In a metaphoric comparison with Gogol’s “Dead Souls”, illegal immigrants along the U.S. Southern border are exploited as commodities, for currency and identity politics.
Through the Southern U.S. Border, passing in a grim procession, lies a graveyard of dead souls— the consequence of humanism’s failed experiments, the ramifications of a lack-standard immigration policy. America itself argues that it is a “failed state” on the premise that the ideas that formed its society have failed inasmuch as immigration now bleeds beyond any semblance of control.
A rabble sounded from the highest office, that justice should not interfere with immigration. Meanwhile, conspirators and con-men made their enterprise, cutting down the vulnerable American dream-seeker mid-stride.
In the same grim comedy as appears in the novel “Dead Souls” by Nikolai Vasilievich Gogol, America, through complex and tone-deaf immigration discourse, appears to buy, sell, and trade in dead souls.
Gogol’s Dead Souls opens to the stage of a failed Russian society in the days following the unsuccessful French invasion. Enter Chichikov, a crafty nobleman, who utilizes charm and narrative to compose an elaborate scheme to acquire the rights to the souls of Russia’s dead in an effort to own their land.
Comparatively, as Gogol’s Chichikov swindled the Russian hamlet for the deeds to the souls of their dead, to become a landowner and a serfdom ruler, so too does identity politics trade in the souls of the immigrant archetype for a piece of the failed American social system.
The charm and relation of the small town America with the pain of human transience has concocted elaborate political narratives to thinly veil the exploitation of broken social hierarchy. That society is broken is something that all Americans, despite the polarity of the discourse, appear to agree on to some degree.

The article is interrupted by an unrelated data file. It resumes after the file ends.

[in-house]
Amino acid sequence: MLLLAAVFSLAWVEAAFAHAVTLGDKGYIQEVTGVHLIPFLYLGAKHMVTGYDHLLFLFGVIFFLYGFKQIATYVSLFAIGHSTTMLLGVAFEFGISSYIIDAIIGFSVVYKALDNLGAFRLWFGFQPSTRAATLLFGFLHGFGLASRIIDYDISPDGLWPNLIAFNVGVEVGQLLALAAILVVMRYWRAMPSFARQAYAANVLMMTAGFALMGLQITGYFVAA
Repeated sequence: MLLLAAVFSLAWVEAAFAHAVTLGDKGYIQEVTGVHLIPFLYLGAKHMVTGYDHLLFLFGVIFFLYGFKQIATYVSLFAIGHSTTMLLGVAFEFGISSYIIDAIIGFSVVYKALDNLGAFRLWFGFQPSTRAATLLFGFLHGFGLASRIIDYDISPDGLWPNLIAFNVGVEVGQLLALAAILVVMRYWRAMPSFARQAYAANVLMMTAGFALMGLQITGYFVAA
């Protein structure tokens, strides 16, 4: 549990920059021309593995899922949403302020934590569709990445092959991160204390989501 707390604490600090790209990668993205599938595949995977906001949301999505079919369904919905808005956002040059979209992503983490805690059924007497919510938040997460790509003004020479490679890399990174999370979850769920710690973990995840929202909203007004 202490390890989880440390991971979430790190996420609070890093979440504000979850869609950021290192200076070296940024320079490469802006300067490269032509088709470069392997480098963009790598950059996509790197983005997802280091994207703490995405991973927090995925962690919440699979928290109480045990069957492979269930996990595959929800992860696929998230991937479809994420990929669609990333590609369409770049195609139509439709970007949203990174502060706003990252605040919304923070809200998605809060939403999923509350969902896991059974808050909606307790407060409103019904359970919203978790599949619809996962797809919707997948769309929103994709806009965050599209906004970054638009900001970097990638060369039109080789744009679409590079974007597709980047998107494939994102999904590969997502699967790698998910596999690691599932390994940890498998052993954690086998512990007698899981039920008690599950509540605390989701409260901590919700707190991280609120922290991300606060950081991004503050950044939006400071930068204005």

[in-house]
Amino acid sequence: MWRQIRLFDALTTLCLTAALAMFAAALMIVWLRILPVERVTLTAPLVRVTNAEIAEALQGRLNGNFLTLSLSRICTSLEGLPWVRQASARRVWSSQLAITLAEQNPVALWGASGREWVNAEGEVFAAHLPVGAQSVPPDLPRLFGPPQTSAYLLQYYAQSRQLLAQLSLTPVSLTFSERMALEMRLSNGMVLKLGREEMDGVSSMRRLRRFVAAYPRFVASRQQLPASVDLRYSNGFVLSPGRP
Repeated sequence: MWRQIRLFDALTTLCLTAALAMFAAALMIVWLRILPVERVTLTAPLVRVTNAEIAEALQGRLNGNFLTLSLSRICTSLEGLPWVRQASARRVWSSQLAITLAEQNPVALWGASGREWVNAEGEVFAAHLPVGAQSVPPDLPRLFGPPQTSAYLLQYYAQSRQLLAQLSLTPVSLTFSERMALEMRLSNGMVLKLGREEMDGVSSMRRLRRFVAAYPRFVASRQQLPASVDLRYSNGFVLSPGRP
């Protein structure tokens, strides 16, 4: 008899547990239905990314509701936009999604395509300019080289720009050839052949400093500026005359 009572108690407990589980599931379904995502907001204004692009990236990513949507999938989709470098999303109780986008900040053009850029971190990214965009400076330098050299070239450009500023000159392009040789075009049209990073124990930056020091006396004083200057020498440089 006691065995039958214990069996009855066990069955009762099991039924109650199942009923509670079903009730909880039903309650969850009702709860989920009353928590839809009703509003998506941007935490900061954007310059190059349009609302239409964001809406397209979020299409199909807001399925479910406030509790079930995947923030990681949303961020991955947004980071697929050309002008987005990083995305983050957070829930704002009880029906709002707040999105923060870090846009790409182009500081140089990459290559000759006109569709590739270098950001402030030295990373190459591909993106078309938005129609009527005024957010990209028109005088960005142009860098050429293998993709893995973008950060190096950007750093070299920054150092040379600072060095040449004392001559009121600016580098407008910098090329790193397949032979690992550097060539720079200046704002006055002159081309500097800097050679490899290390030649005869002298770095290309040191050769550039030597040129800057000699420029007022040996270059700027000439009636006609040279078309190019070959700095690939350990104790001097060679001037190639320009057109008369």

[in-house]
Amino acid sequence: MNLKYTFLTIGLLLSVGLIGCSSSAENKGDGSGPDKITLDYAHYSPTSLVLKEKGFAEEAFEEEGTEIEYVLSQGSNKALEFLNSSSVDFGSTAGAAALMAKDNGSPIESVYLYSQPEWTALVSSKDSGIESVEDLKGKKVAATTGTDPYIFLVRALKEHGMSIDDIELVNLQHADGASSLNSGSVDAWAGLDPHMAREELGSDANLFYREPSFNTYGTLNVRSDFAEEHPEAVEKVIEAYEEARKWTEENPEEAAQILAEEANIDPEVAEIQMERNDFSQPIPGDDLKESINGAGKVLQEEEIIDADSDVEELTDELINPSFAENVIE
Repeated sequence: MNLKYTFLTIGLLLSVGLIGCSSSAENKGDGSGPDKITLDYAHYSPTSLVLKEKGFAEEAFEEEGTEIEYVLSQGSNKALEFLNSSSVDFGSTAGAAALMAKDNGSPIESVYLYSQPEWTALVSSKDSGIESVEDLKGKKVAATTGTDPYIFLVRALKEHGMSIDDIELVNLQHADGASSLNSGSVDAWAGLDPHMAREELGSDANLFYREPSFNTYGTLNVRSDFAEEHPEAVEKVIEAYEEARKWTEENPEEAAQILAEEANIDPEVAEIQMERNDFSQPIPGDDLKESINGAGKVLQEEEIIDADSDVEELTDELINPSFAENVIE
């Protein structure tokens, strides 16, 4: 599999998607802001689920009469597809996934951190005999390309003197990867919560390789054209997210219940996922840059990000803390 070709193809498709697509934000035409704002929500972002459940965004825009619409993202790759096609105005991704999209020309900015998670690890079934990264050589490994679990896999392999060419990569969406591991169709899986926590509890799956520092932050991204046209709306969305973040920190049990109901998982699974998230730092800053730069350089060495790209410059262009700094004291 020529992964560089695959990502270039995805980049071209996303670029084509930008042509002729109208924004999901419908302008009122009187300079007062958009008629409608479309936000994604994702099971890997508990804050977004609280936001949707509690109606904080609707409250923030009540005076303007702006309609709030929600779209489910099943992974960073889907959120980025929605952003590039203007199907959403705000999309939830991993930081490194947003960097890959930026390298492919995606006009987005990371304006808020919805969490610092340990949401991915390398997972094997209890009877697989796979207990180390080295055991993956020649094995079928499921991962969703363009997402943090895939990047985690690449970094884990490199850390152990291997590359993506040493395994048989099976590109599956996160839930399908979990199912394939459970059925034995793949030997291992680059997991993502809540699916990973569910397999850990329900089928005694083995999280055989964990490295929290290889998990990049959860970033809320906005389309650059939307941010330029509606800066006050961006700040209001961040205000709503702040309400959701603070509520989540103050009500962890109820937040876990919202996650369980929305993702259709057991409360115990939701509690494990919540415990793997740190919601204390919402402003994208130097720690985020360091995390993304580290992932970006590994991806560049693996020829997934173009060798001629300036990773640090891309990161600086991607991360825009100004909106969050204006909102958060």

Chichikov arrives in a small Russian town in the company of servants. By comparison, politicians and diplomats of a well-meaning Congress, such as the infamous Ocasio-Cortez, have rolled out parades of empathy along America’s southern border.
As Chichikov parades into the Russian town with a criminal scheme to “get-rich quick” so did Ocasio-Cortez trapse across an empty parking lot, posing for portraits of empathy that were empty of the human element. A virtue-signaling illusion that was quickly validated by PolitiFact’s editor, who argued, over the jeer of online mockery, that Ocasio-Cortez did no such thing. Certainly a leftist politician would not exploit the image of the border crisis to feed the spark of identity politics.
Such is the ironic metaphoric reality comparing the fictionally exaggerated 19th century Russia and the 21st century media exaggerated America. Reality is lost in the procession of political banter between both identity politics without accountability and security without a human rights solution, such as polar viewpoints that the border crisis represents.
As identity politics play on the dead, dehumanized archetypes of migratory humanity, they become a commodity of an invisible political points system. This veneer covers the true devaluation of a system that must be exploited and broken to serve the leadership. A long-term solution would see migrants and the immigration process empowered, and would rob the politically elite of the dehumanized archetype from which partisanship feeds.
Common arguments against immigration continued to echo like bird-chatter into the grotesque comedy that is this a parade of withering, displaced human life. Libertarianism published research that CATO Research shared on June 15th, that addressed these common arguments against rapid immigration and “why they’re wrong.”
“Immigrants will take American jobs, lower wages, and especially hurt the poor,” some argued, holding to their arguments. The arguments made by Americans against immigration reform echoed a similar attitude to the cast of Gogol’s dripping satire. This seedy cast pondered the barter value of souls of their dead, and failed to question the moral dilemma of trading in a currency of human souls. The trade of souls is reflected in the politicization of immigrants as commodities rather than people, as commercial values of a market rather than pending members of the broken American society.